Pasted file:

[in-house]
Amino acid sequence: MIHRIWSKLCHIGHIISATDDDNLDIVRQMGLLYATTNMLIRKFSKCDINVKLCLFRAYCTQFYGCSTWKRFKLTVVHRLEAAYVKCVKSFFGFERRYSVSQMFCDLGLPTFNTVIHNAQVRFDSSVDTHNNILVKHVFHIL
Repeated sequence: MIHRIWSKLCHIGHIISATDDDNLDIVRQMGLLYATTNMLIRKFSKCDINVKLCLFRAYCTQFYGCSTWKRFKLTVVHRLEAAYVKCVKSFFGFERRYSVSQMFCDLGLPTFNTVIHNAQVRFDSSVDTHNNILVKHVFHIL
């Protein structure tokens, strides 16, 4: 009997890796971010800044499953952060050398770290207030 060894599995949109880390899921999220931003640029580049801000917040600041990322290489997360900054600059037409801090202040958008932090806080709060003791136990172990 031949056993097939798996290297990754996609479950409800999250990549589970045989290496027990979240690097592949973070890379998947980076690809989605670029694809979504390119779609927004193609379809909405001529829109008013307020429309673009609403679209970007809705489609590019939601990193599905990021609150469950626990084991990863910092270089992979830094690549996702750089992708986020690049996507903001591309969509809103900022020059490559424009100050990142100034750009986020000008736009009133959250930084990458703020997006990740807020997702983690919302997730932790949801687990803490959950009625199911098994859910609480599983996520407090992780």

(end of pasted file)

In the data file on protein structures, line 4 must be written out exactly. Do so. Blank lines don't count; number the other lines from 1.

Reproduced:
């Protein structure tokens, strides 16, 4: 009997890796971010800044499953952060050398770290207030 060894599995949109880390899921999220931003640029580049801000917040600041990322290489997360900054600059037409801090202040958008932090806080709060003791136990172990 031949056993097939798996290297990754996609479950409800999250990549589970045989290496027990979240690097592949973070890379998947980076690809989605670029694809979504390119779609927004193609379809909405001529829109008013307020429309673009609403679209970007809705489609590019939601990193599905990021609150469950626990084991990863910092270089992979830094690549996702750089992708986020690049996507903001591309969509809103900022020059490559424009100050990142100034750009986020000008736009009133959250930084990458703020997006990740807020997702983690919302997730932790949801687990803490959950009625199911098994859910609480599983996520407090992780």